Book Marketing, Author Publicity, Branding

Saturday, July 10, 2010

What Happens On Your Book's Release Date...and What Doesn't

"Hi Terry.  Today is my book's release date, and I went to 18 different bookstores and didn't see my book in any of them.  How many books have I sold so far?  When am I going to be on TV?"

At least a couple of times a month, I receive a phone call or an email from an author an their book's release date asking me these questions, or something similar.  The marketing guide we send to our authors does a pretty good job of explaining the significance of a book's release date, but I think many authors have built up this date in their minds into something it is not.

Frankly, I think too much is made of the book's release date.  There are certain things that happen on a book's release date, but many of those are things that occur in the publisher's office and are not things that would be immediately noticeable by an author.  I wish I could come up with a name other than "release date," because I think that term conjures up images of a movie premier, or people lining up around the block at midnight waiting to buy the latest "Harry Potter" book.  More often than not, an author isn't going to notice anything different occuring on their book's release date then what was happening the day before that date.

With that being said, here is what happens on your book's release date, and what doesn't:

Your book likely won't be in a bookstore on this date.   Some publishers have distribution deals with certain bookstore chains, and some of their new releases do appear in bookstores on this date.  This usually happens with titles by bestselling authors, or with titles that the publisher really expects to do well.  More often than not, the release date is simply the first date on which bookstores are able to order a title from the distributor.  If they can't order a title until the release date, then bookstores certainly won't have it on the shelf on the release date...unless the author has placed the book in the store on a consignment basis.

You might have a TV or radio interview on this date...or you might not.  Landing media time to push a book is something every publisher and author strives for, whether it's on the book's release date or not.  However, publishers and authors have to work around the media's interest and availability.  An author may have an interview or an article published about their book on a book's release date, but getting publicity any time after a book's release date is good, too.  More often than not, publishers and publicists don't even start working on media opportunities until the book's release date, because the book isn't widely available until then.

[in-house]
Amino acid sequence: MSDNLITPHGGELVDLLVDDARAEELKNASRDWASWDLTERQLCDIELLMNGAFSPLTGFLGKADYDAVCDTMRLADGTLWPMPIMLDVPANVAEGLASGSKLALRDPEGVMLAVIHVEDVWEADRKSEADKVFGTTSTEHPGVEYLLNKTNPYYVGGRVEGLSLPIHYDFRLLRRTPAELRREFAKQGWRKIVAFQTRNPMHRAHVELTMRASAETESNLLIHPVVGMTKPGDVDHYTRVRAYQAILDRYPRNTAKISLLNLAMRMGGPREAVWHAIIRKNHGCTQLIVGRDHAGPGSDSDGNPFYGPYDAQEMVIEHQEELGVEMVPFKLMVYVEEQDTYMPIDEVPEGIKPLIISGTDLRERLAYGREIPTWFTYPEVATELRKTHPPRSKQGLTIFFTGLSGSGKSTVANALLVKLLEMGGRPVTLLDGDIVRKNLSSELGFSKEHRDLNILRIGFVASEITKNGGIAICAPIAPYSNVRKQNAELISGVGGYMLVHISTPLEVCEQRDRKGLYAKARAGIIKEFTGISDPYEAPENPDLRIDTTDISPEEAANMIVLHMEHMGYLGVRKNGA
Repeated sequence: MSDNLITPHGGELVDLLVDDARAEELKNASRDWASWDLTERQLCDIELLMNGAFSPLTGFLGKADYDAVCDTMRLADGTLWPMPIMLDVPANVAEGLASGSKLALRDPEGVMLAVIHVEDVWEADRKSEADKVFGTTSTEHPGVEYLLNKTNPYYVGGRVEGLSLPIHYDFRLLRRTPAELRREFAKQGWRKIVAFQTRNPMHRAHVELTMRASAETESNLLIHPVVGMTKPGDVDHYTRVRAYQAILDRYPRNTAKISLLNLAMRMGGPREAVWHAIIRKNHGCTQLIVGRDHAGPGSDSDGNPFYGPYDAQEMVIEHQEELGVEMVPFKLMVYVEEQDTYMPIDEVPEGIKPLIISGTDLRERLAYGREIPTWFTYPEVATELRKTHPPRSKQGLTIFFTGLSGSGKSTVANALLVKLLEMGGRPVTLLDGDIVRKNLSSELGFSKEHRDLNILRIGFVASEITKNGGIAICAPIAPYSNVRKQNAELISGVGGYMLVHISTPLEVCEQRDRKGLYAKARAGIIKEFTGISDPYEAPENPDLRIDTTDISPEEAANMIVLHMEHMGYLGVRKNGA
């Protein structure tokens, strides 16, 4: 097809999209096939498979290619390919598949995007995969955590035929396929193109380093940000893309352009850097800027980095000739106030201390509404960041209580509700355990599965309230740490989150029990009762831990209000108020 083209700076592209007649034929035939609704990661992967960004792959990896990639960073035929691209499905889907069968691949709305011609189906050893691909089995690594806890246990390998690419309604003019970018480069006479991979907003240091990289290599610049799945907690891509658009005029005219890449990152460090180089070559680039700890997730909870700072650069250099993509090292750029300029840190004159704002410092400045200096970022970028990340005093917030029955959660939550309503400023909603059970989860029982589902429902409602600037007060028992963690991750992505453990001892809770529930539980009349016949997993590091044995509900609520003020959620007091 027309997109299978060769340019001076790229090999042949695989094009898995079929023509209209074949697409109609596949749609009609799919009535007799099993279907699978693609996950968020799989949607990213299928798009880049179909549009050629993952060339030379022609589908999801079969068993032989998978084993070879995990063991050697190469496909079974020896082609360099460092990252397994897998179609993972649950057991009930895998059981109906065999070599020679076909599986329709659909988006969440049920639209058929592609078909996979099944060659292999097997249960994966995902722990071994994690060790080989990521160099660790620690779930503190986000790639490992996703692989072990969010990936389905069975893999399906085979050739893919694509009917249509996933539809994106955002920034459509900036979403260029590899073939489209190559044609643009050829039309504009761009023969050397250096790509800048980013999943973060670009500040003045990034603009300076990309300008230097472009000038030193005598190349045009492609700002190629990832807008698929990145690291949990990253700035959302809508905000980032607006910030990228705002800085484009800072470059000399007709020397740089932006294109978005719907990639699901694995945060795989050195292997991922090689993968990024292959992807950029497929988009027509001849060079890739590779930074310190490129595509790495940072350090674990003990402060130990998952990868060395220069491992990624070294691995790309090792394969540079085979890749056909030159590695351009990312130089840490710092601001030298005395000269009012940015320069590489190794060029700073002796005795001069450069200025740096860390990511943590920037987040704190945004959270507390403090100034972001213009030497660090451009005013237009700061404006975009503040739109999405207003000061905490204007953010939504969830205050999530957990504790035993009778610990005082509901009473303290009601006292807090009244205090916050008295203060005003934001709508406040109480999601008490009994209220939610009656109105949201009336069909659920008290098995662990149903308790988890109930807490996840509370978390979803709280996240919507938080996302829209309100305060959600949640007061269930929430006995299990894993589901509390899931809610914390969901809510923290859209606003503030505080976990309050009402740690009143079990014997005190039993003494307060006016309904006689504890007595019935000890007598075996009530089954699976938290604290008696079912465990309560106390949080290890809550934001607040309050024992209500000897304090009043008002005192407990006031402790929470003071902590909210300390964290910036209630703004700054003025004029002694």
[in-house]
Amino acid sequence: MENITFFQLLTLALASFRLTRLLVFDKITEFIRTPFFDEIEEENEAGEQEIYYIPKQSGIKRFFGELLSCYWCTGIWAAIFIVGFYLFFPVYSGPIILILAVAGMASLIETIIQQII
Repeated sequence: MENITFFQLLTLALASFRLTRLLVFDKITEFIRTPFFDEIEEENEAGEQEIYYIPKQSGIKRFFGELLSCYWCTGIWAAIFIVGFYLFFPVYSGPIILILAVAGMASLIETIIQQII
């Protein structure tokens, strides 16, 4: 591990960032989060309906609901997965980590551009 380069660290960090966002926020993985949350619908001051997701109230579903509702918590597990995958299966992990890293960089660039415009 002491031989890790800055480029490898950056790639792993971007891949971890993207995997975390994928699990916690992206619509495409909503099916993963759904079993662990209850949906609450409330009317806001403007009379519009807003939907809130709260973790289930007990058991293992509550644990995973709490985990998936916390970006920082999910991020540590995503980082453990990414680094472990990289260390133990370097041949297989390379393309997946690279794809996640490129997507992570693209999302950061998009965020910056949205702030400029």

Your publisher probably doesn't know how many books have sold on your book's release date.  Sales are tabulated quarterly, and many book sellers and distributors pay their invoices once every 90 or 120 days. 

You might have a book signing event on this date...or you might not.  If bookstores can't order your title from the distributor until the book's release date, they likely won't be able to schedule a book signing event for you on the book's release date, unless they do so on a consignment basis or get the books directly from the publisher.  Many authors throw their own "book release party" on their book's release date, and that's good, too.  A sale is a sale, whether it's in a bookstore, a rented hall or a private residence. 

There are probably a limited number of books available on the book's release date.  With new authors, distributors and publishers have no idea how many copies of their title is going to sell, they they aren't going to print and stock hundreds of thousand of copies of a book (again, unless it's the new Harry Potter title).  They are going to have enough on hand to meet expected demand.  For the publishers who print their books in print runs, they may or may not sell all of the books in that print run.  If they do sell all of the books from that print run, they go into another printing.  If they don't, they are stuck with overstock, and they have lost money.  Many publishers are switching to digital printing and printing books as they need them.  That means they don't have to print huge numbers of books that may not sell.  It's a cost-control measure, not a statement on how they expect an author's book to sell.

Bottom line:  The success of a book hinges on much more than the first day it's available for sale.  Work on generating consistent sales and demand for your book, not just a big launch date.  Books that sell in consistent numbers month after month, year after year, will be much more successful than a book that did well its first couple of weeks out of the gate, and then fizzled. 
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1 comments:

publish a book said...

Enlightening post, thanks for taking time to add

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